Credit Score

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What is a 'Credit Score'

A credit score is a statistical number that depicts a person's creditworthiness. Lenders use a credit score to evaluate the probability that a person repays his debts. Companies generate a credit score for each person with a Social Security number using data from the person's previous credit history. A credit score is a three-digit number ranging from 300 to 850, with 850 as the highest score that a borrower can achieve. The higher the score, the more financially trustworthy a person is considered to be.

BREAKING DOWN 'Credit Score'

The Fair Isaac Corporation, also known as FICO, created the standard credit score model for use by financial institutions, and a FICO score is the most commonly used credit scoring system as of 2016. There are other providers of credit-scoring systems, such as the insurance and mortgage industries. Consumers can possess high scores by maintaining a long history of paying their bills on time and keeping a low amount of debt.

A credit score plays a key role in a lender's decision to offer credit. For example, a borrower with a low score that is under 600 is not eligible to receive a prime mortgage loan and receives a referral to a subprime lender for a subprime mortgage, which offers a higher interest rate; however, a borrower with a high score of 700 or above is creditworthy and is eligible to receive a lower interest rate, which results in paying less money in interest over the life of the loan.

Score Factors

When information is updated on a borrower’s credit report, the borrower’s credit score changes based on whether he makes a payment or misses a payment.

The five main factors evaluated when calculating a credit score are payment history, total amount owed, length of credit history, types of credit and new credit. Payment history counts for 35% of a score and shows whether a person pays his obligations on time. Total amount owed counts for 30% of a score and shows the number of accounts a person has open and how much money he owes on each account. Length of credit history counts for 15% of a score and shows how long a person has had a credit history dating back to the first account opened.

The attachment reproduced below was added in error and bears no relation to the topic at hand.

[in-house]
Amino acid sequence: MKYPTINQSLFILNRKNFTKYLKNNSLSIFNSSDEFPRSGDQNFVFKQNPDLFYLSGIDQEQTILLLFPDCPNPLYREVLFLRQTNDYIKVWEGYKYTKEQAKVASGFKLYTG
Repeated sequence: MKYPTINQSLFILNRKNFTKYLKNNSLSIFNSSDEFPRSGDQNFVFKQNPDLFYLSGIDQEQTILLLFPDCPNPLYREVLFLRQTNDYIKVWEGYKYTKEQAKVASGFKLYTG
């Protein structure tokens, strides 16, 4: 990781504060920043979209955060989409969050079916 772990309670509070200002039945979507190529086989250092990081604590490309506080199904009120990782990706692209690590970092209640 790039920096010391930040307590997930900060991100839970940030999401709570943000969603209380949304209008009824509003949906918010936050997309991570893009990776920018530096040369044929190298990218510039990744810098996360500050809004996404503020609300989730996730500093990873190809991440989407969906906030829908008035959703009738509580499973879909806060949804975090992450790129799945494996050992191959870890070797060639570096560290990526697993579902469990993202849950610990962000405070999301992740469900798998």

Types of credit used counts for 10% of a score and shows if a person has a mix of installment credit, such as car loans or mortgage loans, and revolving credit, such as a credit cards. New credit counts for 10% of a score and shows if a person opens multiple new accounts at the same time.

Usually, six months' worth of on-time payment history provides enough data to generate a score. A person’s scores may also determine if a deposit is necessary and the amount necessary to obtain a cellphone, cable service or utilities or to rent an apartment. Lenders frequently review a borrower’s scores, especially when deciding to change a borrower’s interest rate or credit limit on a credit card.